Feb. 16 2018 08:20 AM

Generations handle many things differently, but a little empathy can go a long way.

It’s definitely a generational issue. As dairy farms all over the country transition from one generation to the next, there can be a lot of different issues that need to be resolved – differences in management styles, financial strategies, risk management, or maybe crop planting decisions. Real problems can arise when the newer generation comes in looking to make big changes and irritating the older generation in the process. Before you know it, no one can even stand to be in the same room as the other and the business is beginning to suffer.

My younger brother and I became part of our farm in 2015, and it was all very amicable. Because the paperwork came almost seven years after the actual managerial change, there wasn’t much arguing and no major changes. But when I returned home to the farm, it was a whole different story. The easiest issue to illustrate my point was a simple one: paper versus computer.

All of our cow records were meticulous and organized but still kept on paper. Our county DHIA had been trying to get us on PCDart for years, but my dad wouldn’t spend time at the computer. But when I came home, he was all for it. The issue came when I wanted to switch solely to the computer. It was taking me twice as long to put it all in the computer and then write it down for him to see. “Why can’t I just teach you how to look it up on the computer?” I must’ve said a thousand times!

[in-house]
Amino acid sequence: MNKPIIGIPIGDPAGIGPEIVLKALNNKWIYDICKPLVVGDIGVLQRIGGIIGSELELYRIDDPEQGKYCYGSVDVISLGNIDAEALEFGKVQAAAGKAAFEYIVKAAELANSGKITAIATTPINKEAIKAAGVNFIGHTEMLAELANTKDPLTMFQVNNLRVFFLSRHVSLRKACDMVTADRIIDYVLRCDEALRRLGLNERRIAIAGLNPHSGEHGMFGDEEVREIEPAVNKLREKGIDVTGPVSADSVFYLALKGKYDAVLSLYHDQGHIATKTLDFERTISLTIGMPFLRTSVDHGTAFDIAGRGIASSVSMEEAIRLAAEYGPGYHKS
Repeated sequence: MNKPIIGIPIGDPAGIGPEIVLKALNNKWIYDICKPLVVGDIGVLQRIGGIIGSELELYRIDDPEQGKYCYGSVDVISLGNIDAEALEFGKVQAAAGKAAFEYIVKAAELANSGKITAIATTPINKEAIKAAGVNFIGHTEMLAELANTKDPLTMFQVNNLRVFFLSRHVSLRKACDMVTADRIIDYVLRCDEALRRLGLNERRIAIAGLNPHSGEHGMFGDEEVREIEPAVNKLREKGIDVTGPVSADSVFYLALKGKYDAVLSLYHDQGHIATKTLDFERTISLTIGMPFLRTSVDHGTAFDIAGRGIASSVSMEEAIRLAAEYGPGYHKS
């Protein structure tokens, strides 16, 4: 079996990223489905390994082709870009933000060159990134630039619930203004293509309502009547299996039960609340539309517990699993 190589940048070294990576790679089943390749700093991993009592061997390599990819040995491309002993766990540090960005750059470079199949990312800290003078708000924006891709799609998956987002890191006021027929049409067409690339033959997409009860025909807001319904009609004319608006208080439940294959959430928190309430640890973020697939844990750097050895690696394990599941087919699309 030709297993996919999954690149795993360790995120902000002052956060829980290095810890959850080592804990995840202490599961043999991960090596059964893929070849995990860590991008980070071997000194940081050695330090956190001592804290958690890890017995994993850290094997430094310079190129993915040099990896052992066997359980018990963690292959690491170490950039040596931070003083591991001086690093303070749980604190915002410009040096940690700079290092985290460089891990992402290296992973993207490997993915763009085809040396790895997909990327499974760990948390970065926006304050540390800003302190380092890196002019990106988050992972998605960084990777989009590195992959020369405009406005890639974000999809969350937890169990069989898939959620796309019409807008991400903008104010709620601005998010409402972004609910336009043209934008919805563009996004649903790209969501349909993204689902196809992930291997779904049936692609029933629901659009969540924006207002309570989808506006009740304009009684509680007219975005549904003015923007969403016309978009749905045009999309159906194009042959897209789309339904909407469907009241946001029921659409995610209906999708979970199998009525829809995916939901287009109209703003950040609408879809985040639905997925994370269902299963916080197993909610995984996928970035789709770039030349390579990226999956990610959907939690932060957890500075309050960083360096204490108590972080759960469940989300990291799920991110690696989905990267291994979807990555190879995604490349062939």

I proved my point one day when a cow came into heat that I was sure was eligible to breed but dad couldn’t find her in his handwritten records. We went into the computer and discovered that she was 80 days in milk but had missed being written in his breeding book. At least a dozen times since, the computer has caught a mistake the written records made and vice versa.

The whole ordeal taught me this; when taking over a business, event, position, or task – no matter how big or small – from someone else, it pays to take the time to learn how they did things before making big changes on your own. Learn their process, find its weaknesses, and then let your process make it better. Not only will you have a more efficient business, maybe it’ll lead to a better relationship with those who came before you.

Jessica Peters

The author dairies in partnership with her parents and brother at Spruce Row Farm in Pennsylvania. Jessica is a graduate of Pennsylvania State University, and since 2015, she has been active in promoting dairy in her local community. You can find her and her 250 Jersey cows on Facebook at Spruce Row Dairy or on Instagram at @seejessfarm.